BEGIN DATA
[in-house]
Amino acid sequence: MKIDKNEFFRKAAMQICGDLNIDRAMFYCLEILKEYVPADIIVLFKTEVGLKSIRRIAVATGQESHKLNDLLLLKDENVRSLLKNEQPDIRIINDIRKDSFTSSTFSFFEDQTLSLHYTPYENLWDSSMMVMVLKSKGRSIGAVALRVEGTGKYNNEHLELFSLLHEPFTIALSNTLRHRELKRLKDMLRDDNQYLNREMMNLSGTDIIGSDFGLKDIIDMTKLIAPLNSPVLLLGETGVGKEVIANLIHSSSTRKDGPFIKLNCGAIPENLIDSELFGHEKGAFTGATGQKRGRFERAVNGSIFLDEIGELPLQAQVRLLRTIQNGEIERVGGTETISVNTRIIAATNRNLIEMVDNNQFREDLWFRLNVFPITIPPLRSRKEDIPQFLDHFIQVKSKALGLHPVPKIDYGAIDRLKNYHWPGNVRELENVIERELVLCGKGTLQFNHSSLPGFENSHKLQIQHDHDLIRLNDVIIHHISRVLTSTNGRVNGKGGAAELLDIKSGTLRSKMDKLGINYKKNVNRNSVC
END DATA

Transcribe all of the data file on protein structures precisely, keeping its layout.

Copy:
[in-house]
Amino acid sequence: MKIDKNEFFRKAAMQICGDLNIDRAMFYCLEILKEYVPADIIVLFKTEVGLKSIRRIAVATGQESHKLNDLLLLKDENVRSLLKNEQPDIRIINDIRKDSFTSSTFSFFEDQTLSLHYTPYENLWDSSMMVMVLKSKGRSIGAVALRVEGTGKYNNEHLELFSLLHEPFTIALSNTLRHRELKRLKDMLRDDNQYLNREMMNLSGTDIIGSDFGLKDIIDMTKLIAPLNSPVLLLGETGVGKEVIANLIHSSSTRKDGPFIKLNCGAIPENLIDSELFGHEKGAFTGATGQKRGRFERAVNGSIFLDEIGELPLQAQVRLLRTIQNGEIERVGGTETISVNTRIIAATNRNLIEMVDNNQFREDLWFRLNVFPITIPPLRSRKEDIPQFLDHFIQVKSKALGLHPVPKIDYGAIDRLKNYHWPGNVRELENVIERELVLCGKGTLQFNHSSLPGFENSHKLQIQHDHDLIRLNDVIIHHISRVLTSTNGRVNGKGGAAELLDIKSGTLRSKMDKLGINYKKNVNRNSVC